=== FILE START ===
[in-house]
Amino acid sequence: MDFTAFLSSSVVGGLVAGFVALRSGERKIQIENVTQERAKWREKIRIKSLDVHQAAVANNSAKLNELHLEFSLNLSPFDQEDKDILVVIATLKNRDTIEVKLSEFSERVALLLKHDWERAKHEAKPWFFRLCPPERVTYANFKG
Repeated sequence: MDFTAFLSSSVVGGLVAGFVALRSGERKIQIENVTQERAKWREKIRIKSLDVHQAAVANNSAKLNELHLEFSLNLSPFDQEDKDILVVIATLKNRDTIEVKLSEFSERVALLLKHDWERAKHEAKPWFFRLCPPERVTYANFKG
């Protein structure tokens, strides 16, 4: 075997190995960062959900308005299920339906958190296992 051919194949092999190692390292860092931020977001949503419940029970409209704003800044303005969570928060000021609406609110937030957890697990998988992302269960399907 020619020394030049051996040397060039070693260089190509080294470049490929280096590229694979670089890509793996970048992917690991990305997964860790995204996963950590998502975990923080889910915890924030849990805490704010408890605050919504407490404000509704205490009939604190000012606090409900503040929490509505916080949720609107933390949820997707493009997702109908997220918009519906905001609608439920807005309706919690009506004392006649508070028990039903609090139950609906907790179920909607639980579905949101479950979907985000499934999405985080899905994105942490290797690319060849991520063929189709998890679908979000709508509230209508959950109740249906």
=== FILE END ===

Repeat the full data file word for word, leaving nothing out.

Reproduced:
[in-house]
Amino acid sequence: MDFTAFLSSSVVGGLVAGFVALRSGERKIQIENVTQERAKWREKIRIKSLDVHQAAVANNSAKLNELHLEFSLNLSPFDQEDKDILVVIATLKNRDTIEVKLSEFSERVALLLKHDWERAKHEAKPWFFRLCPPERVTYANFKG
Repeated sequence: MDFTAFLSSSVVGGLVAGFVALRSGERKIQIENVTQERAKWREKIRIKSLDVHQAAVANNSAKLNELHLEFSLNLSPFDQEDKDILVVIATLKNRDTIEVKLSEFSERVALLLKHDWERAKHEAKPWFFRLCPPERVTYANFKG
């Protein structure tokens, strides 16, 4: 075997190995960062959900308005299920339906958190296992 051919194949092999190692390292860092931020977001949503419940029970409209704003800044303005969570928060000021609406609110937030957890697990998988992302269960399907 020619020394030049051996040397060039070693260089190509080294470049490929280096590229694979670089890509793996970048992917690991990305997964860790995204996963950590998502975990923080889910915890924030849990805490704010408890605050919504407490404000509704205490009939604190000012606090409900503040929490509505916080949720609107933390949820997707493009997702109908997220918009519906905001609608439920807005309706919690009506004392006649508070028990039903609090139950609906907790179920909607639980579905949101479950979907985000499934999405985080899905994105942490290797690319060849991520063929189709998890679908979000709508509230209508959950109740249906």